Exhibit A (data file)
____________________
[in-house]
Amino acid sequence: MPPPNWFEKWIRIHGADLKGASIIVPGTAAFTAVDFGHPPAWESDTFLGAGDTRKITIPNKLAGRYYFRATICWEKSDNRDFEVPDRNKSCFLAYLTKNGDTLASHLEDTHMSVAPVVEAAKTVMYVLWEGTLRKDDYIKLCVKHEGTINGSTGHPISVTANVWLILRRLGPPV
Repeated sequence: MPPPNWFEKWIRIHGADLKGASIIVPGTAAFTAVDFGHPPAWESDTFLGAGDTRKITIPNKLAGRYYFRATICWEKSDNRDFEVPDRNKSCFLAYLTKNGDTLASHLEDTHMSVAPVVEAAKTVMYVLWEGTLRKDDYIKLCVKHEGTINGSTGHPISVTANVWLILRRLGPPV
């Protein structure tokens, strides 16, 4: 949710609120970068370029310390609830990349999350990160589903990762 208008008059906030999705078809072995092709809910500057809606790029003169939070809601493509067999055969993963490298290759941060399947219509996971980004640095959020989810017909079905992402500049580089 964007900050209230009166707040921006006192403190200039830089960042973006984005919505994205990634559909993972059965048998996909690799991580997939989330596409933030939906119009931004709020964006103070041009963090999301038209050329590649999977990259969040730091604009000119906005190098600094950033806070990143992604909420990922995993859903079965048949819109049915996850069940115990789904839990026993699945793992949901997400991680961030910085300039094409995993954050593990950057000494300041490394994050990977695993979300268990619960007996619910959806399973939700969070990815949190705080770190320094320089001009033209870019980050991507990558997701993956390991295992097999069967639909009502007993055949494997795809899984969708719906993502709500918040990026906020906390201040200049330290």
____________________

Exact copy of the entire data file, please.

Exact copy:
[in-house]
Amino acid sequence: MPPPNWFEKWIRIHGADLKGASIIVPGTAAFTAVDFGHPPAWESDTFLGAGDTRKITIPNKLAGRYYFRATICWEKSDNRDFEVPDRNKSCFLAYLTKNGDTLASHLEDTHMSVAPVVEAAKTVMYVLWEGTLRKDDYIKLCVKHEGTINGSTGHPISVTANVWLILRRLGPPV
Repeated sequence: MPPPNWFEKWIRIHGADLKGASIIVPGTAAFTAVDFGHPPAWESDTFLGAGDTRKITIPNKLAGRYYFRATICWEKSDNRDFEVPDRNKSCFLAYLTKNGDTLASHLEDTHMSVAPVVEAAKTVMYVLWEGTLRKDDYIKLCVKHEGTINGSTGHPISVTANVWLILRRLGPPV
């Protein structure tokens, strides 16, 4: 949710609120970068370029310390609830990349999350990160589903990762 208008008059906030999705078809072995092709809910500057809606790029003169939070809601493509067999055969993963490298290759941060399947219509996971980004640095959020989810017909079905992402500049580089 964007900050209230009166707040921006006192403190200039830089960042973006984005919505994205990634559909993972059965048998996909690799991580997939989330596409933030939906119009931004709020964006103070041009963090999301038209050329590649999977990259969040730091604009000119906005190098600094950033806070990143992604909420990922995993859903079965048949819109049915996850069940115990789904839990026993699945793992949901997400991680961030910085300039094409995993954050593990950057000494300041490394994050990977695993979300268990619960007996619910959806399973939700969070990815949190705080770190320094320089001009033209870019980050991507990558997701993956390991295992097999069967639909009502007993055949494997795809899984969708719906993502709500918040990026906020906390201040200049330290």